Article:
Maureen had wondered, and finally decided that there was probably more to the story than she might ever know. It could be the baby was stolen from her faerie mother, possibly as a form of punishment, or revenge, envy or even treason. It could be that she, herself, was being punished by the faeries. Perhaps the death of her husband at sea was only the first punitive act for some action he’d taken against the faeries. She doubted she’d ever know. What she did know is that she’d lost a child and gained a child, and it was up to her to determine how she would handle this.

Looking into the babe’s ocean-blue eyes and seeing only the vulnerability of the innocent, Maureen vowed to raise the child as her own, with all the love and devotion a mother could give, the love and devotion that she’d promised her own child, hoping only that another mother out there was making the same pledge to her daughter. And so, she had. She’d delighted in all the firsts: rolling over, sitting up, tentative, wobbly steps, and like all first-time moms feel and mourn, the lightning-fast progression from infant to child, from cautious steps to running, skipping, and climbing, and, in Meggie’s case, to slipping into the sea and swimming like a fish.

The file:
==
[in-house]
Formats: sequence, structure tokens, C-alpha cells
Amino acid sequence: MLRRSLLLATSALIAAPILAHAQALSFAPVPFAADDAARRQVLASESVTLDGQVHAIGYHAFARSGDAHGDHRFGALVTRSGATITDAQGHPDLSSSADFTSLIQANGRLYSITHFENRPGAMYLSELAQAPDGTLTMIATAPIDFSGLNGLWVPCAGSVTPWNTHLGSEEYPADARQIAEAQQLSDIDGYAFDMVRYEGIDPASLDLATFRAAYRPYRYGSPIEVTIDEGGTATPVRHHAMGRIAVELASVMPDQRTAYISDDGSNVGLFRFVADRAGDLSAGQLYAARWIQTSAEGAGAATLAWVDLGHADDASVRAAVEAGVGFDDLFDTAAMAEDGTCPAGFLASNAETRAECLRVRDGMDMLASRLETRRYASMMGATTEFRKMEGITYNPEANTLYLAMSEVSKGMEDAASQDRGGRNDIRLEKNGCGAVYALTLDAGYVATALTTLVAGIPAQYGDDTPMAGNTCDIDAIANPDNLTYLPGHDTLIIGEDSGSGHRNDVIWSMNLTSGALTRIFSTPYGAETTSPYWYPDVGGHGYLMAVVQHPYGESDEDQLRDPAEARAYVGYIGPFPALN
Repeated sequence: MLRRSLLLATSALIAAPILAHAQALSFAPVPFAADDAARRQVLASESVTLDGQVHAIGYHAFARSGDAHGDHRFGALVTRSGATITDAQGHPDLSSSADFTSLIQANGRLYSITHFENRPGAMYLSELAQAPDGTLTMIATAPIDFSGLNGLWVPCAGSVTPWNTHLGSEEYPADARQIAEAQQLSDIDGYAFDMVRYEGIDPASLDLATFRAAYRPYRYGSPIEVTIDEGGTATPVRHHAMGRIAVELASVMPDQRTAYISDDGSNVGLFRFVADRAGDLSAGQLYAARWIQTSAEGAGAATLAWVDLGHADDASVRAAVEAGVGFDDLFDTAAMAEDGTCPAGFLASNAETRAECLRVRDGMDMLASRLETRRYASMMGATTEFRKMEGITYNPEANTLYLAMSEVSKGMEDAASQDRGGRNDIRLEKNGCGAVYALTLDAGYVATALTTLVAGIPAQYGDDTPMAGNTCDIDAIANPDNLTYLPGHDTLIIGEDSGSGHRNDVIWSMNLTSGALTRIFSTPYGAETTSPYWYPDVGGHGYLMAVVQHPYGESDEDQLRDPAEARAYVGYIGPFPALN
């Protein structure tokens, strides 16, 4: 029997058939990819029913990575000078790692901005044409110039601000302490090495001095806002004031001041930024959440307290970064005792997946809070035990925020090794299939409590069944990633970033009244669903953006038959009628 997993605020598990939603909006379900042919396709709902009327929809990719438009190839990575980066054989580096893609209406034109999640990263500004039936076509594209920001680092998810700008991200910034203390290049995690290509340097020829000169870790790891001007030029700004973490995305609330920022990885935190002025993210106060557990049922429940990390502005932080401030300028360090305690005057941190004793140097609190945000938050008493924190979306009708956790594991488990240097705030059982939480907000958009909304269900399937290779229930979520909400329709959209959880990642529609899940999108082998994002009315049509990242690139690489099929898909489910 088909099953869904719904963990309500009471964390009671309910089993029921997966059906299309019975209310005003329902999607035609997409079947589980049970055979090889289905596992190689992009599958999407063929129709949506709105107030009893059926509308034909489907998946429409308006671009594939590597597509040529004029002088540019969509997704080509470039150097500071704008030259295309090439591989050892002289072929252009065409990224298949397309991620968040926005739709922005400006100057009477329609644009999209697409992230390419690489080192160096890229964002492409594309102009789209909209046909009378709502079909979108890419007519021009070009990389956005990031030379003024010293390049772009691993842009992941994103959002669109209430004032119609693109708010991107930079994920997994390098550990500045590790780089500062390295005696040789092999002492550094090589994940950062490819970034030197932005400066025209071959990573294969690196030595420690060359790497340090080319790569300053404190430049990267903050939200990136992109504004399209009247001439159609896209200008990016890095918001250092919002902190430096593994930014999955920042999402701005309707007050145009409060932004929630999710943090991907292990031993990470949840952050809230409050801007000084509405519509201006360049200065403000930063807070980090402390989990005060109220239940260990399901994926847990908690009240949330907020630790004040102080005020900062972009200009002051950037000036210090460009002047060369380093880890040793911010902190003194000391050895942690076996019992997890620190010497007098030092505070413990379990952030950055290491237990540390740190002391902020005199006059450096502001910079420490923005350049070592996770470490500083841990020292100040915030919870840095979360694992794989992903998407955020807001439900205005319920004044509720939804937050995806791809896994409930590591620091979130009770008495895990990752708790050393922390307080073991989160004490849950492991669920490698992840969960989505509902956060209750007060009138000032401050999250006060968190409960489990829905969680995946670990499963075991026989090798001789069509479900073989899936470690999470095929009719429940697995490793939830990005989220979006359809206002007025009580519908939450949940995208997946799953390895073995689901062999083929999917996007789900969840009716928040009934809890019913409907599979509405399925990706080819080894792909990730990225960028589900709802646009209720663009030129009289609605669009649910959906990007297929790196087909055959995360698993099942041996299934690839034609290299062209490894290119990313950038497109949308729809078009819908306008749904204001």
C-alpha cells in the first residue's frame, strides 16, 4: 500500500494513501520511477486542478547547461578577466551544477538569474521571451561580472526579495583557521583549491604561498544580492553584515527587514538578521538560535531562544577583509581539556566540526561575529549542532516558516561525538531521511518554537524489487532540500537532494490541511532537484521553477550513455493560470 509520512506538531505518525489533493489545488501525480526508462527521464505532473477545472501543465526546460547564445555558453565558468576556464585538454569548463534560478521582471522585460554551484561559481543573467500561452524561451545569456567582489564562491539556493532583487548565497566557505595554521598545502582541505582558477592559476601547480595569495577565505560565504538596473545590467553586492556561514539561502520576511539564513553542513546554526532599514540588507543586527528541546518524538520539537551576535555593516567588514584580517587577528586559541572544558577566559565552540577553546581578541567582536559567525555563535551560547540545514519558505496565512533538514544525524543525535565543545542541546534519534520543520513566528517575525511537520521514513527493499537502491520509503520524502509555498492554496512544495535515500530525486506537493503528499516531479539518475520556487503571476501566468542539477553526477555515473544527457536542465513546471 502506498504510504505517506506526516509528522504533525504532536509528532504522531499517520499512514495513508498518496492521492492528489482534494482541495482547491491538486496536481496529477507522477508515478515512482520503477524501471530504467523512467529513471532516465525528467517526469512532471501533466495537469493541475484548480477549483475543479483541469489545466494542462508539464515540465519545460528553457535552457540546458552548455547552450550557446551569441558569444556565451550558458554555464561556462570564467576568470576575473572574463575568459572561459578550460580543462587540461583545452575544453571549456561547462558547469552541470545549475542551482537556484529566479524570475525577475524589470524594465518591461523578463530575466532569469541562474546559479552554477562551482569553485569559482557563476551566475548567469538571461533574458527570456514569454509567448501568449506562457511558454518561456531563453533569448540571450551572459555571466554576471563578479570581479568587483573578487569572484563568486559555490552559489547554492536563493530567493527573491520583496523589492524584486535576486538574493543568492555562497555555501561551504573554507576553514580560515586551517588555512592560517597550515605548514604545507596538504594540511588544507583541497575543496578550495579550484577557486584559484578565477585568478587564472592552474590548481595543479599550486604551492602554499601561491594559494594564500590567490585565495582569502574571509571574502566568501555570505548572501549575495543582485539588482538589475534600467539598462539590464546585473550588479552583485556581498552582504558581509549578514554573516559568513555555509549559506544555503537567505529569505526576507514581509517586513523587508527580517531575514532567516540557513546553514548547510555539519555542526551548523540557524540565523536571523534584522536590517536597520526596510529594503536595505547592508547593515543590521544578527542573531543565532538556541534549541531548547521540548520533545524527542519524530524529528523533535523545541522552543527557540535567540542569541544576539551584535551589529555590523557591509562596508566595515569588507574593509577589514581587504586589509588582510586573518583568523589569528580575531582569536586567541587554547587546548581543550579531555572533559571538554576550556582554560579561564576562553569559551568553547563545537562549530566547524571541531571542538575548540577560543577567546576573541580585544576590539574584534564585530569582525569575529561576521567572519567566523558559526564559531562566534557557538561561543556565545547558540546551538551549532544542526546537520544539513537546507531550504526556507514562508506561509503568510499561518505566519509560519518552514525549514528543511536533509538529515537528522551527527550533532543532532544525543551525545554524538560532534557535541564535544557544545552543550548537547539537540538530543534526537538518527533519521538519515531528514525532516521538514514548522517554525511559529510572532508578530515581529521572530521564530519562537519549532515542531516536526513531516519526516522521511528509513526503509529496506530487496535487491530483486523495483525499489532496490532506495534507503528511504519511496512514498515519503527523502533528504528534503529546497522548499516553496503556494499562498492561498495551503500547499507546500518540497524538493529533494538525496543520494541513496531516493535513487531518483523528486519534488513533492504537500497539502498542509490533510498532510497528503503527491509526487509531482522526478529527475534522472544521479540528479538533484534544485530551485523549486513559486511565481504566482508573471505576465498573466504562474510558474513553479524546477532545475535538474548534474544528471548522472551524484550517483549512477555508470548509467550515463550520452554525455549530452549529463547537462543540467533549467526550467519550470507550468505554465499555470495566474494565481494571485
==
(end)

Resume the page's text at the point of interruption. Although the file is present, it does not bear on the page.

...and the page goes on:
Knowing her child’s true heritage, Maureen ensured Meggie learned to swim, almost before she could walk. Understanding the lure of Ireland’s Galway Bay, the beckoning of the ocean beyond, this intrinsic pull would be more than her Meggie would be able to resist.